As explained in a prior post in the Blog’s Bermuda Form Arbitration Series, some time after the final hearing, the arbitration tribunal will issue an Award. This post focuses on challenges to and enforcement of that Award.

Unless the parties agree otherwise, the Award must contain the reasons for the Award.1 Typically, the parties will receive a detailed and even lengthy Award that addresses all the issues that were submitted for adjudication. Indeed, if the Award does not address all essential issues, it may be open to challenge for that very reason.

As an initial matter, it should be noted that challenges based on errors in the calculation of damages and costs can typically be addressed in the arbitration itself, as the English Arbitration Act gives the tribunal power to correct an award to remove clerical mistakes or errors.2

For more egregious errors, a party may seek to challenge an England-based Bermuda Form arbitration Award through English court proceedings. After the Award is issued, a party may within 28 days commence court proceedings to challenge all or part of it.3 Nonetheless, challenges to awards in England-based arbitrations are exceedingly difficult. In particular, English courts generally conduct a far more restrictive review of foreign law as compared to English law. Thus, a challenge for error in the application of New York law governing the Bermuda Form is unlikely to succeed unless there is evidence that the tribunal consciously disregarded the provisions of New York law.4 Furthermore, an English court will permit a challenge based on an error of law only if certain conditions are met, and the challenger must show that “the decision of the tribunal on the question is obviously wrong” or that “the question is one of general public importance and the decision of the tribunal is at least open to serious doubt.”5 Notably, under no circumstances can a court review challenges to findings of fact.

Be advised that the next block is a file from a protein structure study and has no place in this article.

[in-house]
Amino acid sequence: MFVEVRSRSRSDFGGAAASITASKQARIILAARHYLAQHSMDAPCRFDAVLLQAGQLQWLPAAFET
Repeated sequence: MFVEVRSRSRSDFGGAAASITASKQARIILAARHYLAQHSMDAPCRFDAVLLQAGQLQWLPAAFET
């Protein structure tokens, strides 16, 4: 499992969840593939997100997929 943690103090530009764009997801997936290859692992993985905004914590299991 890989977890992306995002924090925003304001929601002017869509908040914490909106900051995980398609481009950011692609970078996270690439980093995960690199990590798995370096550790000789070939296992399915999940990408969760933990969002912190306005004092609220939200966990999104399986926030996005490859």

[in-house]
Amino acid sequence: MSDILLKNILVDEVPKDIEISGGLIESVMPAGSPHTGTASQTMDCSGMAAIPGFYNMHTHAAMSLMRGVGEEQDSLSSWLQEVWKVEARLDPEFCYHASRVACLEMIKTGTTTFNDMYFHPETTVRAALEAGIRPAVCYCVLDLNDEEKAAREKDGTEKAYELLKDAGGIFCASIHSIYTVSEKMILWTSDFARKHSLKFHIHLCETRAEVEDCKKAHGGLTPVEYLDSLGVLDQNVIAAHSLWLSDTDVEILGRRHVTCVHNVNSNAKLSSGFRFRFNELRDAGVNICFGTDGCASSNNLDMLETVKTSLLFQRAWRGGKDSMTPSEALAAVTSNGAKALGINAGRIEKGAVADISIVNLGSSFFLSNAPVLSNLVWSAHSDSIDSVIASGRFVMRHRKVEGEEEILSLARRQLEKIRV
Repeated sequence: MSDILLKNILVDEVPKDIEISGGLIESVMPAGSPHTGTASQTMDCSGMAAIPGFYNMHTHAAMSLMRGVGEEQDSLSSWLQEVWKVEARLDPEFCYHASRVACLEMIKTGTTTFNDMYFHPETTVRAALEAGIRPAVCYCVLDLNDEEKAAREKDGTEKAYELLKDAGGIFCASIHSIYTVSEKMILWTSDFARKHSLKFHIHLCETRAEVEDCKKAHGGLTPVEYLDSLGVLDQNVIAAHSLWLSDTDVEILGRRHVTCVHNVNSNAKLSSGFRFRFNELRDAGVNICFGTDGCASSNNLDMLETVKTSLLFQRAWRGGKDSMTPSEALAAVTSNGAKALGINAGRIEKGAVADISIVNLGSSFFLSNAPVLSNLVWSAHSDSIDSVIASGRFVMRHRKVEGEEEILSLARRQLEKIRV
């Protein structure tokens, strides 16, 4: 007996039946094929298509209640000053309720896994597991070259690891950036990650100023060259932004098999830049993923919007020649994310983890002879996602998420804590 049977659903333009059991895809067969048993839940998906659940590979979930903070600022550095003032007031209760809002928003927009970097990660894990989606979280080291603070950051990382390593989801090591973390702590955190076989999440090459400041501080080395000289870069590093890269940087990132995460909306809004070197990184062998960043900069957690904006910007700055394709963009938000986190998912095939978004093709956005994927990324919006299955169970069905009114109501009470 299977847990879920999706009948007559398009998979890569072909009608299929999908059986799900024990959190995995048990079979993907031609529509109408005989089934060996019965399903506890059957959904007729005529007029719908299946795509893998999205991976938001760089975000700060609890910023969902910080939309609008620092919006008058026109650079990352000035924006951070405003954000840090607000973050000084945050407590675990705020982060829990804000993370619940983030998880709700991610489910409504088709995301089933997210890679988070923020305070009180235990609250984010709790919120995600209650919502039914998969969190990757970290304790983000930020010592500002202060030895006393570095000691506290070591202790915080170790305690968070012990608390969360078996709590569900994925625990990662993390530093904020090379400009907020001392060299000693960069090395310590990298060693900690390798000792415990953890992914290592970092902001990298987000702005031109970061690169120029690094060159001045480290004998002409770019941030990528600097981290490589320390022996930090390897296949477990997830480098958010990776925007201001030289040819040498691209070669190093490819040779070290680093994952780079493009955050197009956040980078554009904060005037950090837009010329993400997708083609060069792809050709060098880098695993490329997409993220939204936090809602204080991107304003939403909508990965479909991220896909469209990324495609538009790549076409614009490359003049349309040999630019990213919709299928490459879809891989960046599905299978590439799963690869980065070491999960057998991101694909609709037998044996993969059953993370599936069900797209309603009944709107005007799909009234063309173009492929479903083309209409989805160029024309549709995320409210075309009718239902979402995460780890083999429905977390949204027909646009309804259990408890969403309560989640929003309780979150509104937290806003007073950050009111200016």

An Award may also be challenged for serious irregularities, such as a failure by the tribunal to decide all the issues submitted for arbitration, or if the Award was procured by fraud or in a manner contrary to public policy.6 Yet even in these situations, the challenger must show that an irregularity has caused or will cause substantial injustice.7 An Award may also be challenged if the tribunal exceeds its substantive jurisdiction.8 However, because the tribunal is likely to consist of experienced lawyers and adjudicators, such challenges can be very difficult to mount.

Finally, U.S.-based parties seeking to challenge a Bermuda Form arbitration Award naturally may wish to consider challenging the Award in a U.S. court. Generally, the only courts with authority to vacate an arbitral award are courts at the seat of the arbitration.9 Nonetheless, there are narrowly limited circumstances in which a U.S. court can decline to enforce (as opposed to vacate) a foreign arbitral award; for example, a U.S. court may decline to enforce an arbitral award if its enforcement in the United States would be contrary to U.S. public policy.10 Even then, a U.S. court may decline enforcement only if enforcement would violate “‘explicit public policy’ that is ‘well-defined and dominant … [and is] ascertained by reference to the laws and legal precedents and not from general consideration of supposed public interests.’”11